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    How Critical is Talk? Discourses of Development Education among Facilitators in Ireland


    Dillon, Eilish (2017) How Critical is Talk? Discourses of Development Education among Facilitators in Ireland. PhD thesis, National University of Ireland Maynooth.

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    Abstract

    In this thesis I explore discourses of development education (DE) in Ireland with specific reference to DE facilitators' talk about DE and the meanings they ascribe to it. Building on existing research on discourses 'in' and 'of' DE, as well as debates about the politics of DE, I address the need for research which focuses on how DE is understood by those who support and promote it, and on the implications of their understandings for practice. Drawing on questionnaires, interviews and workshops with 21 facilitators who support and promote DE across a range of sectors, as well as interviews with nine key informants, I develop a framework for understanding different discourses of DE that they draw upon. In this framework, the DE dimensions of knowledge and understanding, skills, learning processes and action are identified as important, as are the aims, values and politics of DE. Drawing on the work of Vanessa Andreotti (2014), the framework identifies different discursive positions when it comes to DE - technical, liberal, North-South, critical and post-critical discourses. The thesis highlights that though DE facilitators largely draw on a critical discourse of DE, they also draw on each of the other discourses. While no particular discourse of DE appears hegemonic, findings suggest that there is a hegemonic style in talk about DE in Ireland, where facilitators talk about DE in idealised, abstract and apolitical terms. In opening up different positions and their implications and in highlighting the prevalent discursive style, this thesis questions any apparent consensus about what DE means and the criticality of its politics. How discourses of DE are shaped is also a focus of this thesis which offers insight into the politics of DE in Ireland. Findings highlight the hegemonic position of Irish Aid as funder and DE as a site of discursive struggle. They suggest that a discursive culture of restraint is prevalent in the DE sector in Ireland. This is characterised by discursive contradictions, consensual relations of non-confrontation and policies and practices which constrain criticality. Thus, though DE facilitators often talk in critical terms about DE, this thesis argues that such talk does not fully capture the contradictions or the constraints involved. In focusing on DE discourses and their implications, as well as on power relations in the DE sector in Ireland, this research aims to inform debates about the politics of DE in Ireland. It calls on DE organisations and facilitators to 'turn the gaze back on ourselves' and to 'constructively deconstruct' DE in an effort to reimagine a post-critical politics of DE. While specifically relevant for the Irish DE sector, the broader relevance of this thesis to research in DE lies in its focus on the experiences and meanings attached to DE among DE facilitators, in its advancing of understanding of different discourses of DE and in its focus on the institutional and relational factors which shape them. Beyond DE, this research highlights the value for critical pedagogy of not taking critical talk for granted. Understanding talk and delving beneath it to explore meanings and their implications, as well as the institutional factors which shape discourses, offers deep insight into the complex challenges facing educators who strive to be critical and relevant in an increasingly unequal world.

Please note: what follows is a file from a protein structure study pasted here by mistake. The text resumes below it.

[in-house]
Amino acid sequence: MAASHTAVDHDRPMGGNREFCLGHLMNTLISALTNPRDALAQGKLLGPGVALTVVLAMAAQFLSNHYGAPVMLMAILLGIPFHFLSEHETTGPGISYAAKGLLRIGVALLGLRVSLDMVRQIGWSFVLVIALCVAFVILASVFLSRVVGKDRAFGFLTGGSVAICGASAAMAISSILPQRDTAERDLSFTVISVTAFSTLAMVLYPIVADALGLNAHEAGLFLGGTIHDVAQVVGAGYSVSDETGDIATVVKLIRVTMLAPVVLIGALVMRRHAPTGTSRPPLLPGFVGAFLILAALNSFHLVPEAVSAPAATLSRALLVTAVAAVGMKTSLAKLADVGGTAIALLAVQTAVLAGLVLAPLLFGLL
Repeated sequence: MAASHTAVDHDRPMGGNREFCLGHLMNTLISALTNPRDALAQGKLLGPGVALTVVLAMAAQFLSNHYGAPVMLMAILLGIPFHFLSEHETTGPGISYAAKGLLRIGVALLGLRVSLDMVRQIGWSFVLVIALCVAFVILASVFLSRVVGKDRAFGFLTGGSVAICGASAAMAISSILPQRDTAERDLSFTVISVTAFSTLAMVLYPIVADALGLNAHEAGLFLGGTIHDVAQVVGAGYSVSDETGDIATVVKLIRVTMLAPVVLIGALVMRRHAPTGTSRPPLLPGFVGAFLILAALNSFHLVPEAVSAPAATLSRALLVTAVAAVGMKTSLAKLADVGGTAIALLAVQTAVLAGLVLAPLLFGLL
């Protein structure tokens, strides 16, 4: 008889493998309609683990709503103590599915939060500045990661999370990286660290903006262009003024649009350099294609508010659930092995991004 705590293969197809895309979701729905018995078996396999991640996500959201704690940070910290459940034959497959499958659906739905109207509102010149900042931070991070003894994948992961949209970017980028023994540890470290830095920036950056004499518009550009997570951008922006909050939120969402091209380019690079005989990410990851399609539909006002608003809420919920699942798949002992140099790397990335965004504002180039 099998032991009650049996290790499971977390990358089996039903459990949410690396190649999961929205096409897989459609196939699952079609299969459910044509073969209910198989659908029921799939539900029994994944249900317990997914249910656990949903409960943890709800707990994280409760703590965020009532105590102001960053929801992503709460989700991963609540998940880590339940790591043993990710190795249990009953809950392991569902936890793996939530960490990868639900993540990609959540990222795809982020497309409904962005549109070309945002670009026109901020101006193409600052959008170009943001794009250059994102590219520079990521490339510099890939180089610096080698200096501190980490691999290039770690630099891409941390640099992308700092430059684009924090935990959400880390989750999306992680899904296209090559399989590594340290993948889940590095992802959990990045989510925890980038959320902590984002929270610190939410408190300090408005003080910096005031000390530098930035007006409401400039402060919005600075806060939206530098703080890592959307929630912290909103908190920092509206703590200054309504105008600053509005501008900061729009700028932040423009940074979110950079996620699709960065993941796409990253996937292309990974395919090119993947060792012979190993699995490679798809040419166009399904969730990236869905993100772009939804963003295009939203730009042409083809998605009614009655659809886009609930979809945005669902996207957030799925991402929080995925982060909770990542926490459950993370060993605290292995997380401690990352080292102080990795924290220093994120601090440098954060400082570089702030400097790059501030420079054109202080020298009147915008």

Item Type: Thesis (PhD)
    Keywords: Critical; Talk; Discourse; Development Education; Facilitators; Ireland;
    Academic Unit: Faculty of Social Sciences > Adult and Community Education
    Item ID: 9558
    Depositing User: IR eTheses
    Date Deposited: 14 Jun 2018 16:30
    URI:

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